Financing Aircraft Mechanic School

At a typical aircraft mechanic school, tuition and other expenses might be $15,000 to $35,000 once all the required coursework for FAA certification is completed. Students can meet all the FAA knowledge and experience requirements with one to two years of training in any of over 170 FAA Part 147 certified aviation maintenance schools. Room and board alone often is in the range of $8,000 to $10,000 per year.

So how is one to finance this debt? Fortunately, scholarships and financing plans are usually made available at most aircraft mechanic schools. Nearly all students receive some sort of financial aid, and sometimes up to 2/3 of students receive either a scholarship or a grant. Often, in excess of 90% of the students receive a loan, usually in the range of $5,000 to $15,000.

Technical college students, who are seeking student loans, need to complete the Free Application for Federal Student Aid (FAFSA), available online at http://www.fafsa.ed.gov/. The FAFSA document is the starting point, allowing a determination of what student loans one is able to qualify for, in addition to grants that could be available, based upon your financial need. You can complete the application for free at the FAFSA website. When considering loan financing, it is very important to make sure you are attending a federally accredited institution. This can be checked at “The Department of Education Database of Accredited Postsecondary Institutions,” at the website http://ope.ed.gov/accreditation/ . From this database, one can determine if an aircraft mechanic school is accredited, and the date of accreditation.

Some financial aid opportunities include Federal Pell Grants, Federal Stafford Loans, Alternative Student Loans, Federal Parent Loans for Undergraduate Students (PLUS), and also Veteran’s Training.

Stafford Loans and PLUS Loans, which are usual in a higher education degree program, are generally not offered in a trade school environment, including most aircraft mechanic schools. This is a problem, and some alternative student loan programs, tailored to trade schools, have been devised. Often, private student loans have been used. These loans are needed when federal loans fall short of covering the costs of education.

Some lenders have come up with a new form of private student loan, or a “Technical Student Loan,” that is specifically for students at trade or technical schools. Technical school loans have high loan limits and repayment plans which are very flexible, similar to many of the more traditional private loans. Sallie Mae has a Career Training Loan ( https://www.salliemae.com/student-loans/career-training-smart-option-student-loan/ ) which is a useful, very practical product for trade school students. The Career Training Loan enables applicants to apply with a co-borrower if necessary, borrowing up to the full cost of an aircraft mechanic program, including all related expenses. The student borrower can benefit from flexible repayment terms and flexible interest rates. Purchase of special equipment, and aircraft mechanic tools, is also allowed under “related expenses.”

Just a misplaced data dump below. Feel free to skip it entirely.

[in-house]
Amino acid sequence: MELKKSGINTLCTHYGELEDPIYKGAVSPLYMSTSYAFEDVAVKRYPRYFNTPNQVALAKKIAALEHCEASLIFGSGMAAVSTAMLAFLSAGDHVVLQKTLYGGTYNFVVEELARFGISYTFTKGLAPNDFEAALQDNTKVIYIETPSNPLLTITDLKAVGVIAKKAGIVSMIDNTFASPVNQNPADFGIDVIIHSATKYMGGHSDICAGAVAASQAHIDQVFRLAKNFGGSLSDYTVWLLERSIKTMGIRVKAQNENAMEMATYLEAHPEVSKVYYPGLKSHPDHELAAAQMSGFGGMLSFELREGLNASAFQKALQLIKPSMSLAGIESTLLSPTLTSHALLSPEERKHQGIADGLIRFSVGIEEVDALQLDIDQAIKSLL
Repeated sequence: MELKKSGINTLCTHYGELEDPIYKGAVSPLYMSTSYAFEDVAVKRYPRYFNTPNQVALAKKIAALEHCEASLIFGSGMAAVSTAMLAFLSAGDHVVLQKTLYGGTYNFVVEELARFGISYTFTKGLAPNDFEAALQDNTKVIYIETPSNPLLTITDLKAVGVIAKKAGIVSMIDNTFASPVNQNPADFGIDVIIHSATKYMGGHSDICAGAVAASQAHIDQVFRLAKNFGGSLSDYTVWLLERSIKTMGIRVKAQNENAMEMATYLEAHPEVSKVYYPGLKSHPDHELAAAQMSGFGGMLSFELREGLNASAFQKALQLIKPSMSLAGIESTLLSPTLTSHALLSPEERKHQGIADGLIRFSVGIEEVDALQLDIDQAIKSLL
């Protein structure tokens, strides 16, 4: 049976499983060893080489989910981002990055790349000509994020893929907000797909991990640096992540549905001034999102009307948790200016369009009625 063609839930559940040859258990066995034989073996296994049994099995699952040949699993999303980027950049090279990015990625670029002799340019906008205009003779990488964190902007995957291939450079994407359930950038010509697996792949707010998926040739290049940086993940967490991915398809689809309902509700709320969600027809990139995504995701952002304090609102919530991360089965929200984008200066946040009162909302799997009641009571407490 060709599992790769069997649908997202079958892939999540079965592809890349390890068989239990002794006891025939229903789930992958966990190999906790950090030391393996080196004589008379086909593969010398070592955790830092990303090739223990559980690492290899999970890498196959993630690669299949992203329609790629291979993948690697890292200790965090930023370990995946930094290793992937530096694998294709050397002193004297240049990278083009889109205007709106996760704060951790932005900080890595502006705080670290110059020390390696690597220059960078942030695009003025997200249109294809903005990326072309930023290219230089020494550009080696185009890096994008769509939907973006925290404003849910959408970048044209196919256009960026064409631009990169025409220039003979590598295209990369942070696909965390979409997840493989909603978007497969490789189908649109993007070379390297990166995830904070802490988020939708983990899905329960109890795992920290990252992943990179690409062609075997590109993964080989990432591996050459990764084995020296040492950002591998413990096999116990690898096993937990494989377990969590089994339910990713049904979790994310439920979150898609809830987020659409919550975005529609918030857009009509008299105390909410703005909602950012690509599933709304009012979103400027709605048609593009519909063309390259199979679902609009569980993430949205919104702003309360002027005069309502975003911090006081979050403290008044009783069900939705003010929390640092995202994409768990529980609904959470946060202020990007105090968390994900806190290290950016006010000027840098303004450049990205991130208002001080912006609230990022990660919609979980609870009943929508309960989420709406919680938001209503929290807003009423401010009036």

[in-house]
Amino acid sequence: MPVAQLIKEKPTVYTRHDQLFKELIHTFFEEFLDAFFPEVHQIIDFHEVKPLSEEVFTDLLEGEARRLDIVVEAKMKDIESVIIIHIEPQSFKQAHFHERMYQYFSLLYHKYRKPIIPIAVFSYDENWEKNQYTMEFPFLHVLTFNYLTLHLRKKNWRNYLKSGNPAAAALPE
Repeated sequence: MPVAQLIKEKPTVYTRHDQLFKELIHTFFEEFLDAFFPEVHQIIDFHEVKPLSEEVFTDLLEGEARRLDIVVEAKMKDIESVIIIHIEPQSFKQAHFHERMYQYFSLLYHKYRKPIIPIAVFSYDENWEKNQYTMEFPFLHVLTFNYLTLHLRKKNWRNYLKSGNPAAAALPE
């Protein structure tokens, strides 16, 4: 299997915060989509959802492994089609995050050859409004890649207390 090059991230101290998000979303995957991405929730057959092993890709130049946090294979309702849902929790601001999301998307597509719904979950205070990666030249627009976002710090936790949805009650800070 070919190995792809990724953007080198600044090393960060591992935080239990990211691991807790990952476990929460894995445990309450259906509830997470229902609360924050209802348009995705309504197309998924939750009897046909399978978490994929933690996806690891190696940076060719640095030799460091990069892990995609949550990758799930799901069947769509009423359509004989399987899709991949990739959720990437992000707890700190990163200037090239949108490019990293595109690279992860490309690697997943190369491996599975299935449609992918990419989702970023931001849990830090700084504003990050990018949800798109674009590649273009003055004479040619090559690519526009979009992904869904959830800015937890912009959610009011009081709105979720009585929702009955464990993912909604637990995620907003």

Some requirements for obtaining a Career Training Loan are:

  • You must be United States citizen or a qualifying permanent resident.
  • The school you attend must be licensed by the Department of Education in the state where it is located.
  • The lender may also have strictly upheld additional requirements.
  • The terms of your loan and interest rate, will also be based on your credit rating.

Private student loans are very different from federal student loans in an important regard: your credit score and history are important when evaluating a loan. If you have poor credit, and are trying to borrow using a private trade school loan, you need to apply with a co-signor, willing to help you, who has good credit. A useful, free service to check your credit score is at http://www.quizzle.com.

Start a dialog with your financial aid counselor at your school. Your aircraft mechanic school requires you complete some entrance counseling, generally with a website specific to the school you attend. Most technical schools require that you complete some form of entrance counseling before they become willing to release the funds from your student loan as payment for your aircraft mechanic school expenses. The counseling covers important loan information, as well as your responsibilities in paying it back once you are out of the program. In most cases you can choose your lender during your counseling session, as well as electronically signing a master promissory note agreeing to pay back your loan money.

Each aircraft mechanic school handles how they award and dispense student loans somewhat differently; this is why it’s important to talk to your financial aid counselor! Possibly additional steps are required post-loan processing, so be sensitive to the requirements at your specific school.

by Steve Adams

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One Response to “Financing Aircraft Mechanic School”

  1. Robbix Says:

    This is good information for anyone..